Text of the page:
American Researchers Develop Graphene-Based Food Toxin Sensor

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American Researchers Develop Graphene-Based Food Toxin Sensor

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A team of U.S.-based researchers have created an electrochemical food sensor using graphene capable of detecting allergens and toxins in food faster than existing lab-based tests. To achieve this, the team used aerosol-jet graphene ink printing, which gave them the flexibility to optimize the sensor layout and quickly experiment with different design prototypes.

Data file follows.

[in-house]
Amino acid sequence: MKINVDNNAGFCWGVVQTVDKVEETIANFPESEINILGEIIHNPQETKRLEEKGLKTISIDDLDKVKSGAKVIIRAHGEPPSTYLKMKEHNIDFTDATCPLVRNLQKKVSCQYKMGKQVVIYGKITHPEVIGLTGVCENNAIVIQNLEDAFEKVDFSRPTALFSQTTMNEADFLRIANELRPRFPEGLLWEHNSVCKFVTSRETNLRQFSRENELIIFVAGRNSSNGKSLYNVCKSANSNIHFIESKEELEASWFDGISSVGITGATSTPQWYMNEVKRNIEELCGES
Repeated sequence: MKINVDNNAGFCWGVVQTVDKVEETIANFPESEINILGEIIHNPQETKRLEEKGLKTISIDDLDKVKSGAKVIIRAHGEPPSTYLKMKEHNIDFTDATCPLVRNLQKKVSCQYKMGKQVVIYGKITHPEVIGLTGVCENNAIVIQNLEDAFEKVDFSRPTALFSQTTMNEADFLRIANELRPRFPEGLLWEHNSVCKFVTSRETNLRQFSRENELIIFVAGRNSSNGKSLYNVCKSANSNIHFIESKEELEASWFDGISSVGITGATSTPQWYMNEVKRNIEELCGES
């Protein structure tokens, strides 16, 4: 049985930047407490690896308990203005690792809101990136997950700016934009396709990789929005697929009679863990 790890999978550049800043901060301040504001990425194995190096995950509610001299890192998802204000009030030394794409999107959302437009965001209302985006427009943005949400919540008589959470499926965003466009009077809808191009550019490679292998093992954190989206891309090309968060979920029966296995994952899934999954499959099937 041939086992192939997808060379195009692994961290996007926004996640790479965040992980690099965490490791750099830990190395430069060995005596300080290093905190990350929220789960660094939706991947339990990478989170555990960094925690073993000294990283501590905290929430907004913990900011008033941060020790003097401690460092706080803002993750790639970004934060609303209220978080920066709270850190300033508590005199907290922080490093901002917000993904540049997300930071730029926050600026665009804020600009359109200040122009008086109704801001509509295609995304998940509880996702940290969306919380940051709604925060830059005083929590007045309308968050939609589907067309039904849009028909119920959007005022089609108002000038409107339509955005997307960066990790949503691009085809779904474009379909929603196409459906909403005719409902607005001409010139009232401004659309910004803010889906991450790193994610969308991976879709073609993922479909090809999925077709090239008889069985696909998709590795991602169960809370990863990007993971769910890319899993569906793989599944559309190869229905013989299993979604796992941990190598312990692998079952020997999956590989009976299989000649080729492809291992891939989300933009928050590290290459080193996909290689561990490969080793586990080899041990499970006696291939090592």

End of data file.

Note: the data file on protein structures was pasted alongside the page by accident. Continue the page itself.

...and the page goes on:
Aerosol-jet printing of graphene minimized waste by only depositing the material exactly where it’s needed. Sensors produced using this method are inexpensive and portable, which could enable their use in applications where continuous on-site testing of food samples is needed to ensure quality.

In experimenting with their graphene biosensor, the research team found their device was able to detect allergens in fish broth faster and more accurately than existing laboratory tests. Significantly, the team’s biosensor could lead to on-site testing, eliminating the need for costly and time-consuming laboratory testing. The team said the technology could be further tailored to detect specific food pathogens like salmonella, fatal human diseases like cancer or HIV, or even animal and plant diseases like avian flu. 

The team’s findings were recently published in the journal 2-D Materials.

Photo by National Cancer Institute on Unsplash

Chris Nesi

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